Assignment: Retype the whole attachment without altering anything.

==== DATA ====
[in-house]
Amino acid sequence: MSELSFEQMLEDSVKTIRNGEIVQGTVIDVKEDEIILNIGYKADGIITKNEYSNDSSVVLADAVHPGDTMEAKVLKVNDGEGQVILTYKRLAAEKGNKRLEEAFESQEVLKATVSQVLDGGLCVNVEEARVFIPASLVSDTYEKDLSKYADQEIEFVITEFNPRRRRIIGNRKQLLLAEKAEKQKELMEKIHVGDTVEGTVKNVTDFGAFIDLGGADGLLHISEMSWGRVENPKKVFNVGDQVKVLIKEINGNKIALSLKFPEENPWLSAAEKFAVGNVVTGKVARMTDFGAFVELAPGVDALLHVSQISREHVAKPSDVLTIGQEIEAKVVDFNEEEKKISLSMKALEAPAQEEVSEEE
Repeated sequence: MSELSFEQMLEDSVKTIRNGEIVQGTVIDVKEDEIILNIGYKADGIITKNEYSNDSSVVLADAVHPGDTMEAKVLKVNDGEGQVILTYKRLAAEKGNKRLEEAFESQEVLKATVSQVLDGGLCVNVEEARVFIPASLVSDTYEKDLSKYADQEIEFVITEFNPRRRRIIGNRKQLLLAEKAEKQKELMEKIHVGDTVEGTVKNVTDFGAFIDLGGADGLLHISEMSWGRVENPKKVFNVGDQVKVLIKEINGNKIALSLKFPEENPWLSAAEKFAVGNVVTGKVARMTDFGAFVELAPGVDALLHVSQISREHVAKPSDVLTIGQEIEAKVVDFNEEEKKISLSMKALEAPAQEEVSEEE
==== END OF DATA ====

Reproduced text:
[in-house]
Amino acid sequence: MSELSFEQMLEDSVKTIRNGEIVQGTVIDVKEDEIILNIGYKADGIITKNEYSNDSSVVLADAVHPGDTMEAKVLKVNDGEGQVILTYKRLAAEKGNKRLEEAFESQEVLKATVSQVLDGGLCVNVEEARVFIPASLVSDTYEKDLSKYADQEIEFVITEFNPRRRRIIGNRKQLLLAEKAEKQKELMEKIHVGDTVEGTVKNVTDFGAFIDLGGADGLLHISEMSWGRVENPKKVFNVGDQVKVLIKEINGNKIALSLKFPEENPWLSAAEKFAVGNVVTGKVARMTDFGAFVELAPGVDALLHVSQISREHVAKPSDVLTIGQEIEAKVVDFNEEEKKISLSMKALEAPAQEEVSEEE
Repeated sequence: MSELSFEQMLEDSVKTIRNGEIVQGTVIDVKEDEIILNIGYKADGIITKNEYSNDSSVVLADAVHPGDTMEAKVLKVNDGEGQVILTYKRLAAEKGNKRLEEAFESQEVLKATVSQVLDGGLCVNVEEARVFIPASLVSDTYEKDLSKYADQEIEFVITEFNPRRRRIIGNRKQLLLAEKAEKQKELMEKIHVGDTVEGTVKNVTDFGAFIDLGGADGLLHISEMSWGRVENPKKVFNVGDQVKVLIKEINGNKIALSLKFPEENPWLSAAEKFAVGNVVTGKVARMTDFGAFVELAPGVDALLHVSQISREHVAKPSDVLTIGQEIEAKVVDFNEEEKKISLSMKALEAPAQEEVSEEE